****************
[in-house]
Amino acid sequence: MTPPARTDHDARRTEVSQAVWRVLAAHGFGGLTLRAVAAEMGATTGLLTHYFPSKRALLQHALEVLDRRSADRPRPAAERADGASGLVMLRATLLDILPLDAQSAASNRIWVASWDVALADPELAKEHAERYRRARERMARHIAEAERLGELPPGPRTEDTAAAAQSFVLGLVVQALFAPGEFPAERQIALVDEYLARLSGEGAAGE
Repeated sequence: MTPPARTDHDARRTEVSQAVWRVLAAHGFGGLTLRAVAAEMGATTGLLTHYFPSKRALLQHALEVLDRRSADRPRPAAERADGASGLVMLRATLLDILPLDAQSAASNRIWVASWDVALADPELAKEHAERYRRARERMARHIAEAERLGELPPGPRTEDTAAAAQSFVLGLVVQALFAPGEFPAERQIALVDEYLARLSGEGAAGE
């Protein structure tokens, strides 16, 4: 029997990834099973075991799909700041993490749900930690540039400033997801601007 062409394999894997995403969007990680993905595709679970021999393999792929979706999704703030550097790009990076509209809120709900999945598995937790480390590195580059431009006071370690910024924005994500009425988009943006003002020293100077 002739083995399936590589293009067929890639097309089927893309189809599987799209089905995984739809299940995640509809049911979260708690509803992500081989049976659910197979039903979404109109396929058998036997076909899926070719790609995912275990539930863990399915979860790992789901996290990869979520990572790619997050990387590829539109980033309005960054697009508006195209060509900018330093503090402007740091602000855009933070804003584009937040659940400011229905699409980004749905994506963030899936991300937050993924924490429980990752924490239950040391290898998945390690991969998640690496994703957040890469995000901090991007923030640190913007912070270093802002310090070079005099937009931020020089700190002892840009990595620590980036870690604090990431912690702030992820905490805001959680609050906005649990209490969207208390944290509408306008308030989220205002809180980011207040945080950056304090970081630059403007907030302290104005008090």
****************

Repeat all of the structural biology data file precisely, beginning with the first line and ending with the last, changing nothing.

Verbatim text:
[in-house]
Amino acid sequence: MTPPARTDHDARRTEVSQAVWRVLAAHGFGGLTLRAVAAEMGATTGLLTHYFPSKRALLQHALEVLDRRSADRPRPAAERADGASGLVMLRATLLDILPLDAQSAASNRIWVASWDVALADPELAKEHAERYRRARERMARHIAEAERLGELPPGPRTEDTAAAAQSFVLGLVVQALFAPGEFPAERQIALVDEYLARLSGEGAAGE
Repeated sequence: MTPPARTDHDARRTEVSQAVWRVLAAHGFGGLTLRAVAAEMGATTGLLTHYFPSKRALLQHALEVLDRRSADRPRPAAERADGASGLVMLRATLLDILPLDAQSAASNRIWVASWDVALADPELAKEHAERYRRARERMARHIAEAERLGELPPGPRTEDTAAAAQSFVLGLVVQALFAPGEFPAERQIALVDEYLARLSGEGAAGE
């Protein structure tokens, strides 16, 4: 029997990834099973075991799909700041993490749900930690540039400033997801601007 062409394999894997995403969007990680993905595709679970021999393999792929979706999704703030550097790009990076509209809120709900999945598995937790480390590195580059431009006071370690910024924005994500009425988009943006003002020293100077 002739083995399936590589293009067929890639097309089927893309189809599987799209089905995984739809299940995640509809049911979260708690509803992500081989049976659910197979039903979404109109396929058998036997076909899926070719790609995912275990539930863990399915979860790992789901996290990869979520990572790619997050990387590829539109980033309005960054697009508006195209060509900018330093503090402007740091602000855009933070804003584009937040659940400011229905699409980004749905994506963030899936991300937050993924924490429980990752924490239950040391290898998945390690991969998640690496994703957040890469995000901090991007923030640190913007912070270093802002310090070079005099937009931020020089700190002892840009990595620590980036870690604090990431912690702030992820905490805001959680609050906005649990209490969207208390944290509408306008308030989220205002809180980011207040945080950056304090970081630059403007907030302290104005008090």